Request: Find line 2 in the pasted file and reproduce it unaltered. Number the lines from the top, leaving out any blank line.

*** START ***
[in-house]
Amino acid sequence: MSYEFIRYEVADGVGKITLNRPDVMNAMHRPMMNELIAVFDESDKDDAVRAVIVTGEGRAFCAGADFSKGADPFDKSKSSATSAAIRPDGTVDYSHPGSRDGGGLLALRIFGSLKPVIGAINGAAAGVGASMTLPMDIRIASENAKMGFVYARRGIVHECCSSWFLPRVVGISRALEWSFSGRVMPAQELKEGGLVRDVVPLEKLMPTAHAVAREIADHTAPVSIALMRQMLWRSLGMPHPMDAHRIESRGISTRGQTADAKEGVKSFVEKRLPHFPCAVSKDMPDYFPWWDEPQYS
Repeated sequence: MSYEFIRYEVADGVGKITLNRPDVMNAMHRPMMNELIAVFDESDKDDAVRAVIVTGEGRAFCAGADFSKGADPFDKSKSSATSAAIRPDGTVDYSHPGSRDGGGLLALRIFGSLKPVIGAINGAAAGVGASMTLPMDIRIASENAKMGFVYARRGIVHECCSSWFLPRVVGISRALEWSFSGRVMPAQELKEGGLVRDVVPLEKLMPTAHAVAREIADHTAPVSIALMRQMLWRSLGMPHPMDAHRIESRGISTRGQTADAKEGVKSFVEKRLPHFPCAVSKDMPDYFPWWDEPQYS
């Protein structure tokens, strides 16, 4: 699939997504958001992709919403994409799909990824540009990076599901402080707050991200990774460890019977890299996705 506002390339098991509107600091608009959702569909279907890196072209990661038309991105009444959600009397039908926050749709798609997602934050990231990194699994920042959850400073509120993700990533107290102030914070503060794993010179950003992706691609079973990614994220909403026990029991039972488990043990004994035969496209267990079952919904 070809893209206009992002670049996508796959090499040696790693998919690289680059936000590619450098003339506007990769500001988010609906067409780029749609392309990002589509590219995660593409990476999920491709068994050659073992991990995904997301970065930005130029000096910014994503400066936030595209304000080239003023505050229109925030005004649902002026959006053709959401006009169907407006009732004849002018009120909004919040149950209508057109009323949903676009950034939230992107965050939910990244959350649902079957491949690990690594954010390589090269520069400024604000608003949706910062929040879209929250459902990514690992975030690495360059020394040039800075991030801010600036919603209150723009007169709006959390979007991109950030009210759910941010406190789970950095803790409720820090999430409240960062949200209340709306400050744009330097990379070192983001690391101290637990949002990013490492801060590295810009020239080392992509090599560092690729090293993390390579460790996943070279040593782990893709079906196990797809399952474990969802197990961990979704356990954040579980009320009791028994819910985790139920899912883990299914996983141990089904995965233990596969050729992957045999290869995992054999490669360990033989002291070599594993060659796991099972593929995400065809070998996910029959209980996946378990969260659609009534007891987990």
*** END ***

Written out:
Amino acid sequence: MSYEFIRYEVADGVGKITLNRPDVMNAMHRPMMNELIAVFDESDKDDAVRAVIVTGEGRAFCAGADFSKGADPFDKSKSSATSAAIRPDGTVDYSHPGSRDGGGLLALRIFGSLKPVIGAINGAAAGVGASMTLPMDIRIASENAKMGFVYARRGIVHECCSSWFLPRVVGISRALEWSFSGRVMPAQELKEGGLVRDVVPLEKLMPTAHAVAREIADHTAPVSIALMRQMLWRSLGMPHPMDAHRIESRGISTRGQTADAKEGVKSFVEKRLPHFPCAVSKDMPDYFPWWDEPQYS